Six Most Senior Former MLB Players (50 or More Games) Each Competed for New York Yankees or Brooklyn Dodgers
On a live New York Sports Tours virtual tour experience last month (now available on demand), 88-year-old Larry Cutler spoke highly of former New York Yankees third baseman Bobby Brown.
As a standout teenaged baseball player from the Bronx in 1947, Cutler had introduced Babe Ruth on Babe Ruth Day at Yankee Stadium. Cutler says the 22-year-old Brown was the one Yankee who came up to him on the field that day to offer words of encouragement.
In Major League Baseball (MLB) action that afternoon, the Yankees lost, 1-0, to the Washington Senators. But Brown led both teams in hits, with three in five plate appearances.
Set to turn 96 on October 24, Brown is the oldest living World Series champion from any team. In eight seasons in the majors, all with the Yankees, Brown played on four World Series title teams (1947, 1949-1951). He batted an impressive .439 during his 17 World Series games.
Six months after Babe Ruth Day, Brown helped lead the Yankees to the World Series championship over the Brooklyn Dodgers. The same year, Brown was studying to be a medical doctor. A week after the Series, Brown was back at classes at Tulane University. He would go on to a long career as a Texas cardiologist before serving for a decade as the sixth president of MLB’s American League.
Brown is now retired in Texas. Anne R. Keene, a friend of New York Sports Tours, spoke with Brown in March about the novel coronavirus pandemic. Keene is the author of The Cloudbuster Nine, a nonfiction account of a World War II baseball team of MLB players when they were fighter-pilot cadets.
Brown had also served in the Navy, before he turned pro. Later, Brown served in the Korean War, departing the Yankees during the 1952 season. That year, the club won what would have been Brown’s fifth World Series championship. In 1954 at age 29, after he returned to action for the Yankees, Brown retired as a player to focus full-time on medicine.
Brown and the five other oldest living former players who competed in at least 50 MLB games have something else in common. They were members of the American League’s Yankees or National League’s Dodgers. One also played for the city’s New York Giants. Each was primarily a pitcher, catcher or infielder. Five saw military service and the sixth used his engineering degree to work for a military plane manufacturer.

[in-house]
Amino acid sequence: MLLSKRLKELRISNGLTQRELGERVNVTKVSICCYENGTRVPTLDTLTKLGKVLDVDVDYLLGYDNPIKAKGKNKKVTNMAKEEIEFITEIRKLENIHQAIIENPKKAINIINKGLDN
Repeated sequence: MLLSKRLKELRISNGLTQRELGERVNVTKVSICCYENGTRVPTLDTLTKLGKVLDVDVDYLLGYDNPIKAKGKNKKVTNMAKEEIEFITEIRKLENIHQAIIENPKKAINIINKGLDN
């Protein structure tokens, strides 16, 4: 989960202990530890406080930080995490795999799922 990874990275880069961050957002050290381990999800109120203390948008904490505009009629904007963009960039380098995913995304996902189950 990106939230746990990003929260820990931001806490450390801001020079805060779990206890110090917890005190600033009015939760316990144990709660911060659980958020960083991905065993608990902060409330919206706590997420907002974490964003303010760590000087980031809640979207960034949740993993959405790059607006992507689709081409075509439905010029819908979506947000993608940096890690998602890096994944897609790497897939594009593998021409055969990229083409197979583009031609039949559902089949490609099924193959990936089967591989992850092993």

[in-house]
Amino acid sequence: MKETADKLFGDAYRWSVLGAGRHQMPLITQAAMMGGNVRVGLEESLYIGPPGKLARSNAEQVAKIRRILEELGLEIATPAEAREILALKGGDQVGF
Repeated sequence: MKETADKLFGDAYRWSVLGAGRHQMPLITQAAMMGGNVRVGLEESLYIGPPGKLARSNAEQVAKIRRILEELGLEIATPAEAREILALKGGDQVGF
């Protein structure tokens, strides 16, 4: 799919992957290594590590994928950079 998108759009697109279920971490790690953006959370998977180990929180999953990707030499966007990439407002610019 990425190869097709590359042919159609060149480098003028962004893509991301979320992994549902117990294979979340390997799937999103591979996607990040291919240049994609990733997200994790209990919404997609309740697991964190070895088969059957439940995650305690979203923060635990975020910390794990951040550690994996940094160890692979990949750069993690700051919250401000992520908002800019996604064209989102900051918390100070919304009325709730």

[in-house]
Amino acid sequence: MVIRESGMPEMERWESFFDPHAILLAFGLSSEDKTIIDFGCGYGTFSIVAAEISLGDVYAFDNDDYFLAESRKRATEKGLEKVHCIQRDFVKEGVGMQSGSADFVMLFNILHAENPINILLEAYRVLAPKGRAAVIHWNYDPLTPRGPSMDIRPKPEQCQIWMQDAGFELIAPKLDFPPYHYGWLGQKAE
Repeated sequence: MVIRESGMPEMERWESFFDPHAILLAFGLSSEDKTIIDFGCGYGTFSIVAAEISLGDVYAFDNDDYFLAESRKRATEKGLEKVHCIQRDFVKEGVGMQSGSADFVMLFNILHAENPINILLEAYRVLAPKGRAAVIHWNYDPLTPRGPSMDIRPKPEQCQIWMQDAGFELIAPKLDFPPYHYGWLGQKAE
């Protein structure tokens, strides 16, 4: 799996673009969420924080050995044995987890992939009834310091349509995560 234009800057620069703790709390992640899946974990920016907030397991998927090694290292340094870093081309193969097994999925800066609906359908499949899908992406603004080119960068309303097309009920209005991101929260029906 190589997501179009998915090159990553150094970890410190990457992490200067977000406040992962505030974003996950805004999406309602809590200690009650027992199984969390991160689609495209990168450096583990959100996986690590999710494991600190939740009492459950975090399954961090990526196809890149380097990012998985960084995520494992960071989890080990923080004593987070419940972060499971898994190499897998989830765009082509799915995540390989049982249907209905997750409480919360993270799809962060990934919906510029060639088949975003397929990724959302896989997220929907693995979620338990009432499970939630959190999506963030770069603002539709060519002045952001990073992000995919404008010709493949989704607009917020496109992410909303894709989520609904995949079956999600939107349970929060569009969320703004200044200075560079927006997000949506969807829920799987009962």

- Eddie Robinson (born December 15, 1920) | Robinson served for three years in the Navy between stints as a Cleveland Indians first baseman. After the war, he played for a dozen more MLB seasons, including for the Yankees during their World Series loss to the Dodgers in Robinson’s second season in New York.
- Eddie Basinski (November 4, 1922) | Over his first two MLB seasons, in 1944 and 1945, second baseman Basinski played in 147 games for the Dodgers. He had worked for aircraft maker and defense contractor Curtiss-Wright after graduating from the University of Buffalo with a mechanical engineering degree.
- Tim Thompson (March 1, 1924) | In 1954, after service in the Navy during World War II, catcher Thompson played 10 games for the Dodgers in his rookie MLB season. In 1964, six years after the Dodgers moved to Los Angeles, Thompson rejoined the team as a scout.
- Art Schallock (April 25, 1924) | Like Thompson, Schallock turned pro after serving in World War II. Starting in 1951, Schallock was a left-handed pitcher for the Yankees on three consecutive World Series championship teams.
- Wayne Terwilliger (June 27, 1925) | After duty for the Marines in World War II, Terwilliger played second base in New York for both the Dodgers (1951) and Giants (1955-1956). He was on the Dodgers team at the Polo Grounds in Manhattan when the Giants’ Bobby Thomson recorded one of MLB’s most famous home runs — a three-run, walk-off blast known as The Shot Heard ‘Round the World that clinched the National League pennant for the Giants.
Watch Babe Ruth Day 1947: A Historic Live Experience, here on demand.